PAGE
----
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Thread: Santeria/Yoruba without animal sacrifice?

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    Member GardenOfShadows's Avatar
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    Santeria/Yoruba without animal sacrifice?

    Simply put, is there any way to practice this tradition without involving animal sacrifice in any way? I know only the priests do such rituals, but surely there are more rituals that don't involve sacrifice? One could be solitary or only go to group rituals when sacrifice is not involved.

    Or, is it so ingrained in the culture that it pretty much comes with the whole package, and to deny the practice would be a form of cultural appropriation (as I heard someone once put it)?

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    Opinionated Rae'ya's Avatar
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    Re: Santeria/Yoruba without animal sacrifice?

    I don't really know enough about these paths to say whether it's possible or not.

    But it might be helpful to explore your dilemma a bit. How much of a deal breaker is animal sacrifice for you? Are you aware that the animals are usually eaten after they are killed, and that they are usually killed skillfully and humanely? Do you eat meat or are you vegetarian or vegan? How do you feel about using animal parts? I don't know about Santeria and Yoruba, but a lot of the African folk practices that were imported into the Afro-Caribbean religions involve not just animal sacrifice, but also the use of animal bones, horns, claws, skulls and other bits and pieces. If this is a central part of those paths as well, then is this also a problem for you? How strongly are you drawn to the path itself?

    These are all largely rhetorical questions that are just about examining what you believe and whether or not this is something that actually is a problem for you, or just seems like a problem. Lots of people get squeamish about the animal sacrifice part straight away, because they don't understand how it actually works within the culture. If this path is something that you are drawn to, I think it's worth exploring this further. Of course... maybe you've already been through all those questions and know very well why you don't like that aspect, in which case, ignore me lol.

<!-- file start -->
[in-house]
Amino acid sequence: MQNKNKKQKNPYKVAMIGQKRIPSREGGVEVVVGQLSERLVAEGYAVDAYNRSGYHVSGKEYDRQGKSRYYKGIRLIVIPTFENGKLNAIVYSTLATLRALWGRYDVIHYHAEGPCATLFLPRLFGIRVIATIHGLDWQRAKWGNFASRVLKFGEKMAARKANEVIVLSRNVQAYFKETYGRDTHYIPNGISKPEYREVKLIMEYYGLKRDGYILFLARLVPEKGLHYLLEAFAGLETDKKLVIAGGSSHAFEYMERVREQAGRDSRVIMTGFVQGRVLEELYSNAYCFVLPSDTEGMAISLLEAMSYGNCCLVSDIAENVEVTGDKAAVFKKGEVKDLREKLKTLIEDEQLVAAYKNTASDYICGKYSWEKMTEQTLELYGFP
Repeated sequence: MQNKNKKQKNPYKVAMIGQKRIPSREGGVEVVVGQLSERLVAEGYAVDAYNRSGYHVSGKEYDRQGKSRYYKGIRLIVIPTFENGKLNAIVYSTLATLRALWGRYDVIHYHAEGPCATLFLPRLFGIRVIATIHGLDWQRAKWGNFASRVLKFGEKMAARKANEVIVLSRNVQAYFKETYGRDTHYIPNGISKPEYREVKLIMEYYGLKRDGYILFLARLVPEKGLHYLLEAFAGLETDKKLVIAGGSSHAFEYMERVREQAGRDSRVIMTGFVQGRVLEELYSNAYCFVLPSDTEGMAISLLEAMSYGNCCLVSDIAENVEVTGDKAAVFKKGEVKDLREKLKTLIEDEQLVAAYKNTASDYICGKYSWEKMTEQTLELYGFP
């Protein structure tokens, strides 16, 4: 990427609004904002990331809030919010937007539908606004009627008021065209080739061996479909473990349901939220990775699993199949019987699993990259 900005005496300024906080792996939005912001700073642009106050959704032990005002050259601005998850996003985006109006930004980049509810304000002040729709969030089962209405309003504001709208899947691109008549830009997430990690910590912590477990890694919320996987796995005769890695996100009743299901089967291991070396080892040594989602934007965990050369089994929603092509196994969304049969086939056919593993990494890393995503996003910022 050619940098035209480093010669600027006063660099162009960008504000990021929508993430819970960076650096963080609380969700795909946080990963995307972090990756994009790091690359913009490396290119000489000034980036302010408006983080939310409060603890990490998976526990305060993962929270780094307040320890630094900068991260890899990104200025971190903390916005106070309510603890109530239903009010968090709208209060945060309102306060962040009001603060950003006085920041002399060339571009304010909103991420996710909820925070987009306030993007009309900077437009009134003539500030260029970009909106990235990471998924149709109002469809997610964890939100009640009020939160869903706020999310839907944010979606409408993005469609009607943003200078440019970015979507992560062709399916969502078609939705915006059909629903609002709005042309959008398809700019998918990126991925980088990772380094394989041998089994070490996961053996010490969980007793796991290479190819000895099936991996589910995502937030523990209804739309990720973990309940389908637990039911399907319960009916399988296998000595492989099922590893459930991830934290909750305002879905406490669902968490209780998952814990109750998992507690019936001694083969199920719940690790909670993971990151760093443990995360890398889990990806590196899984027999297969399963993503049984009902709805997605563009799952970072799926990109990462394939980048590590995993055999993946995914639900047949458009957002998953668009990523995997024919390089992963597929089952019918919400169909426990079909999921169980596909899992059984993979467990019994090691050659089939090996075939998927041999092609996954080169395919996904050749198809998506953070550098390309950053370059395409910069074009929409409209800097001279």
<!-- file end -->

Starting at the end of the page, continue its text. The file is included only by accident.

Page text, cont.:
As far as the cultural appropriation thing goes... usually that is about cherry picking practices, rather than omitting a single practice that you don't agree with. Of course, it does depend on the practice that is omitted. If you adhere to 99% of the practices and omit one little thing that is not a core practice, then that's not cultural appropriation. If you do 99% of the practices but omit a big huge 'essential' aspect, then you aren't really following that path. In which case you need to think carefully about whether you should be following that path, or looking elsewhere. I've never really looked into it in detail, but Santeria is heavily influence by Catholicism, no? And Yoruba is the original African practice, rather than Afro-Caribbean per se? Which actually makes them two different paths, albeit related. So which is it that you are drawn to? Is there a different but related practice that also draws you, whether a Yoruba-derived one or one derived from one of the other African traditions?

    And having said all that, some people don't care about cultural appropriation and feel that you should be able to do whatever you like. It's up to you do decide whether it matters to you or not.

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    Member GardenOfShadows's Avatar
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    Re: Santeria/Yoruba without animal sacrifice?

    Quote Originally Posted by Rae'ya View Post
    I don't really know enough about these paths to say whether it's possible or not.

    But it might be helpful to explore your dilemma a bit. How much of a deal breaker is animal sacrifice for you? Are you aware that the animals are usually eaten after they are killed, and that they are usually killed skillfully and humanely? Do you eat meat or are you vegetarian or vegan? How do you feel about using animal parts? I don't know about Santeria and Yoruba, but a lot of the African folk practices that were imported into the Afro-Caribbean religions involve not just animal sacrifice, but also the use of animal bones, horns, claws, skulls and other bits and pieces. If this is a central part of those paths as well, then is this also a problem for you? How strongly are you drawn to the path itself?